(86/100)

The boys of the Rumaniacs liked this rhum even more than I did.

 

May 282017
 

Rumaniacs Review #045

By now two things are clear about these older Bally rhums – aside from some educated guesswork, we don’t know how old they are, and by this time, 1979, the AOC noted on the label is somewhat of a puzzler, unless the thing is seventeen years old, in which case it would hardly be labelled a mere “rhum vieux” but an “XO”.  So maybe after the initial ageing they stored it in tanks or flagons and only bottled it after 1996…or, more likely, it came under a previous version of the official 1996 AOC designation.  At this point, it’s somewhat academic, though — given it was made nearly forty years ago, it presents as a rhum that shows something of the evolution of the agricole world over time.

Colour – Amber

Strength – 45%

Nose – Pungent, grassy, clear and quite light, quite dry.  There were olives in brine, grapes, black tea, some citrus peel and aromatic tobacco, but also something softer, milder: strawberries and bananas, I’d  say, forming a nice counterpoint.  It takes its time opening up, once this happens, it gets somewhat fruitier, while never entirely letting go of the grassy, herbal aromas.

Palate – Creamy and salty, black bread and cheese. It’s also somewhat sharper and more more tannic than the earlier Ballys from 1992 and 1993, with wood taking center stage, and a taste of something green, like grass, fresh sap, Japanese tea.  So also somewhat bitter, and the clean purity of agricoles with which we are more familiar has receded – fortunately I could still taste tart apples, lemon zest and raisins, plus whiffs of dark chocolate and some unripe fruit.

Finish – Pleasant close out – dry, edgy, warm.  White guavas and pears, plus the tartness of soursop, pencil shavings and perhaps too much oak.  Not entirely a success here, perhaps a shade too peppery and not as well balanced as the nose or palate.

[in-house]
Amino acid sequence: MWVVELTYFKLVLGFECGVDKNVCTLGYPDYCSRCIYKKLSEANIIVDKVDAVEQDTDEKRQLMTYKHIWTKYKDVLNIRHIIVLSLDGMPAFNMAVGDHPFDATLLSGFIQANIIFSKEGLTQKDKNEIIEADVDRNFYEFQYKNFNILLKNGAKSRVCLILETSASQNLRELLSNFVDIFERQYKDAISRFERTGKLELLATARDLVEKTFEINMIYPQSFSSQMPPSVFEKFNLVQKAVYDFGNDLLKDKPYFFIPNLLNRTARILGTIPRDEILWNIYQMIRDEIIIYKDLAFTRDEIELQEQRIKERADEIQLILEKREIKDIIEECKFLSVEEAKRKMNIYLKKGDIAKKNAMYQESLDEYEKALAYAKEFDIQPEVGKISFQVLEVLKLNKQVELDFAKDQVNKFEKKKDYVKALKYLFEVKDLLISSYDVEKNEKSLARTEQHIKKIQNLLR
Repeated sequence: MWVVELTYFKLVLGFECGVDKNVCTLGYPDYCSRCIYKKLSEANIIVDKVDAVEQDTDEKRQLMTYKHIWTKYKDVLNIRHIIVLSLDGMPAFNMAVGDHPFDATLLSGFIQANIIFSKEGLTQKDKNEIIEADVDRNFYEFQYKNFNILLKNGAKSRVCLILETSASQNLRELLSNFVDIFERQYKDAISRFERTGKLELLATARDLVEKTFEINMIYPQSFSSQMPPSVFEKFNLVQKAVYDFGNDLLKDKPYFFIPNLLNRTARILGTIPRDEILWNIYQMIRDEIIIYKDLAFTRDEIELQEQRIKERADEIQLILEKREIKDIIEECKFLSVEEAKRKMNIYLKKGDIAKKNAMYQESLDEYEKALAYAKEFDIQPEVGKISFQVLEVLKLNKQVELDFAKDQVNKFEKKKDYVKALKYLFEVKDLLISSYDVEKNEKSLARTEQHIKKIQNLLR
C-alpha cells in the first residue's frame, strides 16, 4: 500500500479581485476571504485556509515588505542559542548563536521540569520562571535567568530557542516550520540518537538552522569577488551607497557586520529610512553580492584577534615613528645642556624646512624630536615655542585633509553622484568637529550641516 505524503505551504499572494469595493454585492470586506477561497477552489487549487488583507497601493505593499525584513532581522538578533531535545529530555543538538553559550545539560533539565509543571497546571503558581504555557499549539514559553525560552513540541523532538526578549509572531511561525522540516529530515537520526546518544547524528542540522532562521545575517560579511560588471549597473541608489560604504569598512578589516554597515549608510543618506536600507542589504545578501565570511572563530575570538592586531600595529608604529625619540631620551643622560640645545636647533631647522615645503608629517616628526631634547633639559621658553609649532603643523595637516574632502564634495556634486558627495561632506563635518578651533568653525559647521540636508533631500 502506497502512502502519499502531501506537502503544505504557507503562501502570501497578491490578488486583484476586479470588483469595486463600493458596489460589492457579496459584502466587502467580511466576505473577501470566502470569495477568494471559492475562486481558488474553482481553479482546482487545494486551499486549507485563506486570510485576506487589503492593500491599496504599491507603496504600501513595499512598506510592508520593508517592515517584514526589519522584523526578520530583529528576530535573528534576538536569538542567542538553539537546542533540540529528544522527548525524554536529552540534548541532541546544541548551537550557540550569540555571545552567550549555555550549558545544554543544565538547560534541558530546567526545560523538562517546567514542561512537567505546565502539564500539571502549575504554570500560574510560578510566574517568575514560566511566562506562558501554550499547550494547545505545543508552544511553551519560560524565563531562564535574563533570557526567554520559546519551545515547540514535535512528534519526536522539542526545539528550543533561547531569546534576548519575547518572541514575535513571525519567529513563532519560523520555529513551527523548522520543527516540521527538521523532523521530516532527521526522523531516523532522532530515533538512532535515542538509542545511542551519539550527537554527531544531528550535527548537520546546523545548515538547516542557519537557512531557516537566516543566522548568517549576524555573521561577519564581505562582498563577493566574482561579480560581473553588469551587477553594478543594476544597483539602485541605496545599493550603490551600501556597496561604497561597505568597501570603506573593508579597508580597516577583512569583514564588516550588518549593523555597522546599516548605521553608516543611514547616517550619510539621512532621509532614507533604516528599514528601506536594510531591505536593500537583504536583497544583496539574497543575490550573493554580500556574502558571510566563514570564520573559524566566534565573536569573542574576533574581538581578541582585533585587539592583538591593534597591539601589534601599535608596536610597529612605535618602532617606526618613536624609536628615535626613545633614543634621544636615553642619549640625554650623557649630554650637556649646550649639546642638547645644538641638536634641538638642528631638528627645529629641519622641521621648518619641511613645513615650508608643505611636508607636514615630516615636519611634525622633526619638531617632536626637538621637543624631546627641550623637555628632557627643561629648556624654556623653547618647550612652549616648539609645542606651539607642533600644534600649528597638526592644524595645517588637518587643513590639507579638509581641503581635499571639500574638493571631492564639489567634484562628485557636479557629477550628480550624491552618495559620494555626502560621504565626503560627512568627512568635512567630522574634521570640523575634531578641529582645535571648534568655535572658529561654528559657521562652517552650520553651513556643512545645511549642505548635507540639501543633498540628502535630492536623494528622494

Thoughts – Here we have moved away from the almost standard profile of the ’80s and ’90s demonstrated so clearly by the newer Bally rums, and returned to agricole rums’ roots…but also something of a tangent from those profiles we are now used to. A solid rhum, but not one that ascends to the heights.

(83/100)

Other members of the Collective have written about the rhum as well, on the official website.

May 242017
 

Rumaniacs Review #044

We’re slowly moving past the more recent vintages of the Bally rums and into something not necessarily older, but bottled from longer ago.  Hopefully they’ll throw some light into the development of the profile over the years.  The quality of the older expressions is not necessarily or always better just because it was made thirty five years ago…but yeah, perhaps in this case it is. The 1982 is certainly one fine piece of work, made at the original Bally site before the distillery closed in 1989 and production was shifted over to Simon.

Colour – Dark Amber

Strength – 45%

Nose – Oh, so nice. A smorgasbord of fruity notes right away – raisins, blackberry jam, candied oranges, plus coffee, anise, caramel bonbons and some breakfast spices (and cumin, oddly enough).  It presents as sweeter than the 1992 and 1993 variations, and also somewhat more musky, salty, with those wet earth aromas  being quite distinct, though fortunately not aggressive…more like an underlying bed upon which the other smells were dancing.

Palate – Warm, delicious, sweet and salty, like a Thai vegetable soup with sweet soya. After opening up some, the fruits take over – berries, cherries, jammy notes, nougat, light florals.  Loads of complexity here, well balanced against each other.  There’s the earth tones again, some black tea, bananas, light citrus.  None of the flavours are dominant, all rub against each other in a cool kind of zen harmony.  One odd thing here is that the grassy and sugar-cane sap part of the profile is very much in the background and nowhere near as clearly discernible as modern agricoles lead us to expect.

Finish – Long and faintly sweet.  There was actually some anise and coffee here (and was that molasses? …naah).  Long on spices like cinnamon, cloves and cumin, and the warm wet earth component, which I’ll say is Jamaican even though it isn’t, made one last bow on the stage.